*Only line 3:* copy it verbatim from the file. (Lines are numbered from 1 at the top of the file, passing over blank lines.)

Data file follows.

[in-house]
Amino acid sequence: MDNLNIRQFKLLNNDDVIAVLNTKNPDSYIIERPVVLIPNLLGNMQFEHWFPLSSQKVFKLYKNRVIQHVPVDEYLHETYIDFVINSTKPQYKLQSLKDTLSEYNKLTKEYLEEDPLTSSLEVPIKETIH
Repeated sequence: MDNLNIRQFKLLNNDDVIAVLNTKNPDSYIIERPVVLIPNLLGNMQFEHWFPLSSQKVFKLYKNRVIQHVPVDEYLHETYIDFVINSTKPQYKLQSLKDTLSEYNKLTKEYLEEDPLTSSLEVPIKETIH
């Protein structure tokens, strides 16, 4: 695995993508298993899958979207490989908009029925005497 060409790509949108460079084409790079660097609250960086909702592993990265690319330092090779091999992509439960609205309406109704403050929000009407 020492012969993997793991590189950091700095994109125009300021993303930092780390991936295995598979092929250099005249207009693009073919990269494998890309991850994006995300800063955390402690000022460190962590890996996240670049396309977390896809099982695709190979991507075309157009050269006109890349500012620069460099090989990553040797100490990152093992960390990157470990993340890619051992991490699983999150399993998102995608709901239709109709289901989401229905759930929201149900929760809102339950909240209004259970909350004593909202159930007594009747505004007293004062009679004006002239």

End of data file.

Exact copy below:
Repeated sequence: MDNLNIRQFKLLNNDDVIAVLNTKNPDSYIIERPVVLIPNLLGNMQFEHWFPLSSQKVFKLYKNRVIQHVPVDEYLHETYIDFVINSTKPQYKLQSLKDTLSEYNKLTKEYLEEDPLTSSLEVPIKETIH